Introducing Apolis + Haberdash

An Interview with Shea Parton, Brand Director and CEO at Apolis

“We grew up in Santa Barbara, California. Our parents knew we would never know how good we have it, so from an early age we traveled quite a bit,” says Shea Parton, the Brand Director and CEO at Apolis, the company he started with his brother in 2004. As young travelers, the two brothers had expected to find a whole globe of differences. In the end, it wasn’t the differences that drew them in, but the similarities they encountered. “All the people we came across had the same desire to laugh and learn and provide for their families.”

Advocacy Through Industry

“That concept of being able to provide for your family led us to a proverb that is essential to our business now: Give a man a fish and you feed him for a day. Teach a man to fish and you feed him for a lifetime. We noticed throughout our travels that there are plenty of well-trained fishermen, but they don’t necessarily have the right bait… or a large enough pond. So, we decided to co-create products with communities and cooperatives, and then connect them to a larger market and a strong audience.” It’s a model they’ve now dubbed Advocacy through Industry.

Which brings us to the Apolis + Haberdash Market Bag, a new product at Haberdash, made in a cooperative in rural Bangladesh. “We started it with a small group of five artisans, and now that we’ve begun to scale the product in volume, we’re able to employ 21 artisans,” says Shea. (For a more detailed account, click here.)

About Mohammad Ghayasuddin

The general manager in Bangladesh, Mohammad Ghayasuddin, invests a significant portion of their profits back into his community through education, school supplies, and dividends for his artisans—making him a prime example of why Apolis promotes opportunity over charity.

“Charity is often about creating rules and incentives,” says Shea, “If you have the right people involved, it’s more about the right character and ethics, things that you can’t really teach or incentivize. Those are the people that we really think are going to shape a better world for the next generation.” Which brings us to the latest advancement in Apolis’ efforts in Bangladesh (and across the globe), which happened to start with their GM in Bangladesh: the Defend Tomorrow Initiative. Donate Here »

“We’ve been blown away by him—he’s very proactive,” says Shea. “He came to us and said, ‘We’re having a hard time keeping up with the demand. Here’s an overall goal of how we can invest in infrastructure, and train 20 women every six months, allowing this project to scale at a capacity so that we don’t ever have to off-shore any of the manufacturing just to keep up with the demand.’”

They’re currently working to raise $8,500, enough to build a new facility, purchase 20 new sewing machines, and pay the wages of 2 trainers who will provide 20 women with employment training every 6 months. In short, the Bangladesh Sewing Academy. It’s an initiative that attracted the attention and support of fellow activist and actress Sophia Bush, below. (Read her story here.)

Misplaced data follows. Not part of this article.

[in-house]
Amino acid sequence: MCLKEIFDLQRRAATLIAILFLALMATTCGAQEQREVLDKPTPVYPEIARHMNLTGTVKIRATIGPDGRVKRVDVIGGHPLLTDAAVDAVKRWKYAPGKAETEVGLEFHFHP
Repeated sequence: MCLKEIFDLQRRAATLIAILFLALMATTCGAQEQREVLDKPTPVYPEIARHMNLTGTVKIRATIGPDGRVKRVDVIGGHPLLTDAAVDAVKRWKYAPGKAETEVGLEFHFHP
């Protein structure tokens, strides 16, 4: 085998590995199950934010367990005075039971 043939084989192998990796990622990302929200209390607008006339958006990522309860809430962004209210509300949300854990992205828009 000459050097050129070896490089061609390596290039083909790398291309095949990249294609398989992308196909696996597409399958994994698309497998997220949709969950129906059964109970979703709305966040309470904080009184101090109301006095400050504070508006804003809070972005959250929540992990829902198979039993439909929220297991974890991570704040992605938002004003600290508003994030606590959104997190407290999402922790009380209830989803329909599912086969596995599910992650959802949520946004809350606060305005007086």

About the Market Bag

The bag itself is made from a 100% natural golden jute fiber harvested in Bangladesh, along with natural vegetable-dyed leather straps reinforced by antique nickel rivets. The size and waterproof lining make it the perfect bag to bring along on a trip to your local farmers’ market. This is the latest Local + Global project from Apolis, emblazoned with “Chicago, Illinois USA” on one side and available only at Haberdash.

The idea behind their city bags came, in part, from their experiences with the cooperatives they worked with in other countries, where they saw how important a sense of ownership could be. By connecting a global and local market, retailers can have a sense of pride in their community while making an impact. The city-branded Market Bags began in Madison, Wisconsin; since then, they’ve hit cities across the country, with Chicago being their latest stop.

According to Shea, they’ve chosen their cities primarily based on the relationships they’re able to build, and finding retailers that will fit well with Apolis’ brand and mission. “Our goal is then to make as much of an effort as possible to really document the city and provide a platform for the retailer to showcase why they chose their neighborhood, and why their neighborhood and city is something to be proud of,” says Shea. One of the main reasons they’ve landed in Chicago: “We really based it off our online sales, actually. We noticed a demand for a product in Chicago, so it was really just about finding the right retailer to be that location.”

And finally, one last question for Shea. What’s it like working with his brother? “We’re great complements: he does everything creative and I do more of the sales and operations. It can be the most challenging and the best, but we definitely wouldn’t have had it any other way.”

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